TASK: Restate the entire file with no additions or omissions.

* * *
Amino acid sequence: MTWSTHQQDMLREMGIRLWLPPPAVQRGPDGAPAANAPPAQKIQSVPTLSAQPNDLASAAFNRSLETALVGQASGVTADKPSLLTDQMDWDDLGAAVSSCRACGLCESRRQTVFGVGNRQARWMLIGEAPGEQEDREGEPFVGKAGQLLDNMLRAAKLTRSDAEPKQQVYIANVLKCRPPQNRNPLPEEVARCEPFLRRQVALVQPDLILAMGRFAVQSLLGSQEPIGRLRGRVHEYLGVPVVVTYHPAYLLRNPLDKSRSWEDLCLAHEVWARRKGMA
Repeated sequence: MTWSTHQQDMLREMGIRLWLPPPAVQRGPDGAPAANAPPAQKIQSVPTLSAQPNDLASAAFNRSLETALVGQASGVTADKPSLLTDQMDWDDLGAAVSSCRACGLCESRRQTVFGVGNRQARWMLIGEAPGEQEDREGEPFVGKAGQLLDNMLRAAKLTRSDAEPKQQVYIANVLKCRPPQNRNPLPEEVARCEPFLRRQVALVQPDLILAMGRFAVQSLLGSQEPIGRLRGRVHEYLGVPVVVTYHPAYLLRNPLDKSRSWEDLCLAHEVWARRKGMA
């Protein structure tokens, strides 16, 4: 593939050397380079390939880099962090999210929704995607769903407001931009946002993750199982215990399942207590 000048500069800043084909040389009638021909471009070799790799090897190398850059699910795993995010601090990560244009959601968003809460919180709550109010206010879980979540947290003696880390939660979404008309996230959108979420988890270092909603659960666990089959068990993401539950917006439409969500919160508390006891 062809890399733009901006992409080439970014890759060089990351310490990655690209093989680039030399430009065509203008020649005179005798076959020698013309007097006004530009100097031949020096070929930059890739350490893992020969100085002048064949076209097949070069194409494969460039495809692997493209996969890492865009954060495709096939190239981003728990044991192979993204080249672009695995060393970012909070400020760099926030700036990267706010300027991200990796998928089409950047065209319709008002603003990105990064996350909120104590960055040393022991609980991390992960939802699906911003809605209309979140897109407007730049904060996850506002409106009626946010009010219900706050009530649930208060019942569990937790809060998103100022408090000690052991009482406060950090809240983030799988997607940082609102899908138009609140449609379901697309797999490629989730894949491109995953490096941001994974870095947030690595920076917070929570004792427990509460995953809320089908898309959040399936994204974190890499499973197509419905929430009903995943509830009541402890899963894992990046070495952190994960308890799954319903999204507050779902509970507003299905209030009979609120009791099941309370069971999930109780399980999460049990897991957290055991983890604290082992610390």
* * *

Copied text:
Amino acid sequence: MTWSTHQQDMLREMGIRLWLPPPAVQRGPDGAPAANAPPAQKIQSVPTLSAQPNDLASAAFNRSLETALVGQASGVTADKPSLLTDQMDWDDLGAAVSSCRACGLCESRRQTVFGVGNRQARWMLIGEAPGEQEDREGEPFVGKAGQLLDNMLRAAKLTRSDAEPKQQVYIANVLKCRPPQNRNPLPEEVARCEPFLRRQVALVQPDLILAMGRFAVQSLLGSQEPIGRLRGRVHEYLGVPVVVTYHPAYLLRNPLDKSRSWEDLCLAHEVWARRKGMA
Repeated sequence: MTWSTHQQDMLREMGIRLWLPPPAVQRGPDGAPAANAPPAQKIQSVPTLSAQPNDLASAAFNRSLETALVGQASGVTADKPSLLTDQMDWDDLGAAVSSCRACGLCESRRQTVFGVGNRQARWMLIGEAPGEQEDREGEPFVGKAGQLLDNMLRAAKLTRSDAEPKQQVYIANVLKCRPPQNRNPLPEEVARCEPFLRRQVALVQPDLILAMGRFAVQSLLGSQEPIGRLRGRVHEYLGVPVVVTYHPAYLLRNPLDKSRSWEDLCLAHEVWARRKGMA
């Protein structure tokens, strides 16, 4: 593939050397380079390939880099962090999210929704995607769903407001931009946002993750199982215990399942207590 000048500069800043084909040389009638021909471009070799790799090897190398850059699910795993995010601090990560244009959601968003809460919180709550109010206010879980979540947290003696880390939660979404008309996230959108979420988890270092909603659960666990089959068990993401539950917006439409969500919160508390006891 062809890399733009901006992409080439970014890759060089990351310490990655690209093989680039030399430009065509203008020649005179005798076959020698013309007097006004530009100097031949020096070929930059890739350490893992020969100085002048064949076209097949070069194409494969460039495809692997493209996969890492865009954060495709096939190239981003728990044991192979993204080249672009695995060393970012909070400020760099926030700036990267706010300027991200990796998928089409950047065209319709008002603003990105990064996350909120104590960055040393022991609980991390992960939802699906911003809605209309979140897109407007730049904060996850506002409106009626946010009010219900706050009530649930208060019942569990937790809060998103100022408090000690052991009482406060950090809240983030799988997607940082609102899908138009609140449609379901697309797999490629989730894949491109995953490096941001994974870095947030690595920076917070929570004792427990509460995953809320089908898309959040399936994204974190890499499973197509419905929430009903995943509830009541402890899963894992990046070495952190994960308890799954319903999204507050779902509970507003299905209030009979609120009791099941309370069971999930109780399980999460049990897991957290055991983890604290082992610390």